In some ways, the complaints reinforce a belief that many Chinese have long held: that their political culture is superior to those of Southeast Asian nations. In that worldview, Southeast Asia has throughout history been a less-developed region that looked up to China and tried to both appease and imitate it.
Malaysia, a country dominated by an ethnic Malay, mostly Muslim population with a significant ethnic Chinese minority, is no exception, in the eyes of many Chinese. The plane crisis is strengthening those prejudices, analysts say.
“The image of the Malaysian government has dropped in the eyes of the Chinese government and the Chinese people,” said Bo Zhiyue, a scholar of Chinese politics at the East Asian Institute of the National University of Singapore. “Compared to the Malaysian government, the Chinese government is quicker and more responsive.” He said the episode has reinforced the view among Chinese that their system “is not inferior to other systems, and is in some ways superior to other systems in its efficiency.”
Like China, Malaysia has been governed by the same political party for decades, but there are important differences. Malaysia has robust opposition parties, and unlike many of its neighbors, its military has not played a major role in domestic politics. That means that Malaysian commanders have less frequent contact with civilian leaders than their counterparts in some other Asian nations, including China, where Mr. Xi, chief of the Communist Party, directs the military.
Some political analysts say that if the Malaysian military had closer ties to civilian officials, there might have been earlier agreement on how to interpret and share military radar data that tracked an aircraft, now believed to be Flight 370, flying westward to the Indian Ocean rather than going down near its original course across the Gulf of Thailand, where search efforts were focused in the first days after it disappeared. The late announcement of the radar data embarrassed Malaysia and angered many other nations.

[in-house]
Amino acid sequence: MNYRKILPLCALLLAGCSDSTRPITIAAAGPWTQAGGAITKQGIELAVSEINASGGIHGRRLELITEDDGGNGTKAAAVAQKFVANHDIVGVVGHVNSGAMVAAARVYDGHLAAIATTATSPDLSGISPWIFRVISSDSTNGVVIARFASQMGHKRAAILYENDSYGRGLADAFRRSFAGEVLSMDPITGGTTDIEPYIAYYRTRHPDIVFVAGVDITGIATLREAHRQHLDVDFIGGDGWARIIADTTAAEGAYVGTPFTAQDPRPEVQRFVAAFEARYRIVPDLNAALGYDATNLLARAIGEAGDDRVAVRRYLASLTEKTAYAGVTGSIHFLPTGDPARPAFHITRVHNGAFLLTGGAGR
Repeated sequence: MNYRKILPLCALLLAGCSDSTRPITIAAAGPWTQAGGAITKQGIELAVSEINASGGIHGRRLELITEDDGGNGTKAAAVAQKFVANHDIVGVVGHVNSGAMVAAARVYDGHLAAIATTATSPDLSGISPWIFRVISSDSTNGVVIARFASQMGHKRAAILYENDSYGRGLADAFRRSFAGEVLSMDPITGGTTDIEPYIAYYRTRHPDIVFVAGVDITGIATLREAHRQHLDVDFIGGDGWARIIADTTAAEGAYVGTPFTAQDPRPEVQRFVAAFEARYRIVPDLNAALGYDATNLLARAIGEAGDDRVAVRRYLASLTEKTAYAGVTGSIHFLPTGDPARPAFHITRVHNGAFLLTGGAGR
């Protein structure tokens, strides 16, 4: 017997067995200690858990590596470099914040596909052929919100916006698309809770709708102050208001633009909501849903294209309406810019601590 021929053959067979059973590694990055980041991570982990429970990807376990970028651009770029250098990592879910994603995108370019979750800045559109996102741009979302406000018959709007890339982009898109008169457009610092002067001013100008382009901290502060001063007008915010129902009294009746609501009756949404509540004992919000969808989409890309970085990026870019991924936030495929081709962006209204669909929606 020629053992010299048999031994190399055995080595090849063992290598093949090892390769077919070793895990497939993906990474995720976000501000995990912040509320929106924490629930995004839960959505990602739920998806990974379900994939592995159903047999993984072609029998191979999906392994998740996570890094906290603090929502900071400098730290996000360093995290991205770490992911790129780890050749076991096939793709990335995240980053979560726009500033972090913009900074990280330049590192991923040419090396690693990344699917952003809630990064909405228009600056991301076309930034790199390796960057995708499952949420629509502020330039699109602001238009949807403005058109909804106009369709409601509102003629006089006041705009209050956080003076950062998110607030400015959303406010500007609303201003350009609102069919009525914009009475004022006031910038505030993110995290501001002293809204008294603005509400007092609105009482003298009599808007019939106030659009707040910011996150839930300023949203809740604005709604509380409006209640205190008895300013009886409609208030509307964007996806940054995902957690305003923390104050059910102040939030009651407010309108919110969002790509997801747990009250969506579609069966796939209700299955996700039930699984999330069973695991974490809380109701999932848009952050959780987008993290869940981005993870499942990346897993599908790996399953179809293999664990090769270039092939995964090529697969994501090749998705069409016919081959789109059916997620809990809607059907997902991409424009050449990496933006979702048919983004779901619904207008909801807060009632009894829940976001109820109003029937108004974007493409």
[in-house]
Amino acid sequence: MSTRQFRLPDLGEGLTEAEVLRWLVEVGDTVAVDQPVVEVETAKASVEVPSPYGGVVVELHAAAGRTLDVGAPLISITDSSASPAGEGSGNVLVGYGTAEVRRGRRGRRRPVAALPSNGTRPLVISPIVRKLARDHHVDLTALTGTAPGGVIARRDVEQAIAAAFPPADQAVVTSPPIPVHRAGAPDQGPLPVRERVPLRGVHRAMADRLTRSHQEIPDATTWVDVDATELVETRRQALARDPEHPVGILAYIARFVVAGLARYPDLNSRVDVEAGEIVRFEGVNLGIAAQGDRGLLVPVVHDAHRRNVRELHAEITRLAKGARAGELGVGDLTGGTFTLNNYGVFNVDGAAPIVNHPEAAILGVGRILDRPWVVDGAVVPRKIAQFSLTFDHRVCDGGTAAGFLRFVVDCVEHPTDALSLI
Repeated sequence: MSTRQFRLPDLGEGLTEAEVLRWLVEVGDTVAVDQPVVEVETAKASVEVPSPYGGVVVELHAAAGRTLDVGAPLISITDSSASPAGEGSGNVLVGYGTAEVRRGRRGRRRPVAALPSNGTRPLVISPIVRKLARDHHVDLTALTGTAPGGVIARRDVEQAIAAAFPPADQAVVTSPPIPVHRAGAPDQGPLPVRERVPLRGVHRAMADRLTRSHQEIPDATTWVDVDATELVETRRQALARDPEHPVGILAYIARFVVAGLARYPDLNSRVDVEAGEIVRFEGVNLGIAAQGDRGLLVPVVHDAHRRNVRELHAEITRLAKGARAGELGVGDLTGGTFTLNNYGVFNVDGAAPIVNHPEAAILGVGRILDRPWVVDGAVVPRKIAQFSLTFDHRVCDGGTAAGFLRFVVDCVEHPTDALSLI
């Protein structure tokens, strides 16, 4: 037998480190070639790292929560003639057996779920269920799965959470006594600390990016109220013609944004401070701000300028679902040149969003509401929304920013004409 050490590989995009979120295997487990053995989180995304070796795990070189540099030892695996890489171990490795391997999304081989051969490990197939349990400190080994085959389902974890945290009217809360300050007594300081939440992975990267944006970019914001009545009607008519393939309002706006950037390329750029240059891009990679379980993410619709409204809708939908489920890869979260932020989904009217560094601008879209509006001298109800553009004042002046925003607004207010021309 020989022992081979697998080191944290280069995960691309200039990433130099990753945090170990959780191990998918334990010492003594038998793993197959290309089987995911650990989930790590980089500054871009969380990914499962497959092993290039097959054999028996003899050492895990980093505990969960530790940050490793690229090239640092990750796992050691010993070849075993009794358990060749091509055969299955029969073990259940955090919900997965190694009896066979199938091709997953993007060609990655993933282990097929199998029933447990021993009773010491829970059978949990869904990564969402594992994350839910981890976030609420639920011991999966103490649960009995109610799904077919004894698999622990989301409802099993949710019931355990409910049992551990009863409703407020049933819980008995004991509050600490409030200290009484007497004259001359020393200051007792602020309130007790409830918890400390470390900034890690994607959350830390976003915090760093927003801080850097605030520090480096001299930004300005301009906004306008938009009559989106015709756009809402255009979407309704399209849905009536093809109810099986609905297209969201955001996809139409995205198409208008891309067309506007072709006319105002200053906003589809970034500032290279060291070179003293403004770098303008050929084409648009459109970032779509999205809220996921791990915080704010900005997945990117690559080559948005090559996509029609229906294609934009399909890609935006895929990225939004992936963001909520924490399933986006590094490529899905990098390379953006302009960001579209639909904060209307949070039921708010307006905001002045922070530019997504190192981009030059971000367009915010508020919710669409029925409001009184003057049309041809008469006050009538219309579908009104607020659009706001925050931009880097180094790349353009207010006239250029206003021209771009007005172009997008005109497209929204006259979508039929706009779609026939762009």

“In Malaysia, the system is much more decentralized,” Mr. Bo said. “The military has their own domain.”
Mr. Huang, the Chinese ambassador, said Tuesday that Malaysia needed to be much more open with the information it had. That night, Xinhua, the Chinese state news agency, published a commentary that said: “Due to the lack of transparency, massive efforts have been squandered and numerous rumors have been swirling, repeatedly racking the nerves of the waiting families. Therefore, there is no excuse for repeating the same mistakes.”
Chinese officials are under intense pressure to solve the mystery of Flight 370 in part because of the timing of its disappearance, just one week after attackers went on a knifing rampage in a train station in southwest China, killing 29 people and injuring nearly 150. Chinese officials said that the rampage was a terrorist act and that the attackers appeared to have come from Xinjiang, the western province where violence has been mounting between ethnic Uighurs and the ruling ethnic Han.